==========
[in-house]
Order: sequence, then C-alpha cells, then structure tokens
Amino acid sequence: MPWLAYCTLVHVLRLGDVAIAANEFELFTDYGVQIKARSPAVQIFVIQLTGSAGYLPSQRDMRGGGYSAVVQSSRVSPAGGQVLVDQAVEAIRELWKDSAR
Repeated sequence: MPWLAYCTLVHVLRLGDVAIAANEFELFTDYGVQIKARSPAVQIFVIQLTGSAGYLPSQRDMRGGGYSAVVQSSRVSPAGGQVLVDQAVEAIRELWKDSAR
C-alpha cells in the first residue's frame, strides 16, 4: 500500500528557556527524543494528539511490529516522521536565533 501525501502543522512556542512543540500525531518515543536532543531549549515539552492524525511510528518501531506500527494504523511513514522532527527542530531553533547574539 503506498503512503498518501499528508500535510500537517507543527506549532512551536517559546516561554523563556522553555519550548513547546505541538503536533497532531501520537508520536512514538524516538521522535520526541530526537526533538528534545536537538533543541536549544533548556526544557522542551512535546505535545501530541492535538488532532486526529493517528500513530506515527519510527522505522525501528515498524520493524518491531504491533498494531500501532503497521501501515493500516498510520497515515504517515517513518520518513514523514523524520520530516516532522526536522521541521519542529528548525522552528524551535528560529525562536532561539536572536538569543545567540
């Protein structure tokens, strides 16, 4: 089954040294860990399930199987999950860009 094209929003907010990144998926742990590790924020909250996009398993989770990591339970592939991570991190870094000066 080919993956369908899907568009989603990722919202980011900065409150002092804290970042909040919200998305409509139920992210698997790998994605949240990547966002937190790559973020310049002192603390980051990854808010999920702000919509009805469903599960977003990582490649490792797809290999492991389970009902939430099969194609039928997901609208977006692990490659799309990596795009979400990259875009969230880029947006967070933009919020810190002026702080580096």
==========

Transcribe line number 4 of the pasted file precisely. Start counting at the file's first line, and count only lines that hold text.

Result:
Repeated sequence: MPWLAYCTLVHVLRLGDVAIAANEFELFTDYGVQIKARSPAVQIFVIQLTGSAGYLPSQRDMRGGGYSAVVQSSRVSPAGGQVLVDQAVEAIRELWKDSAR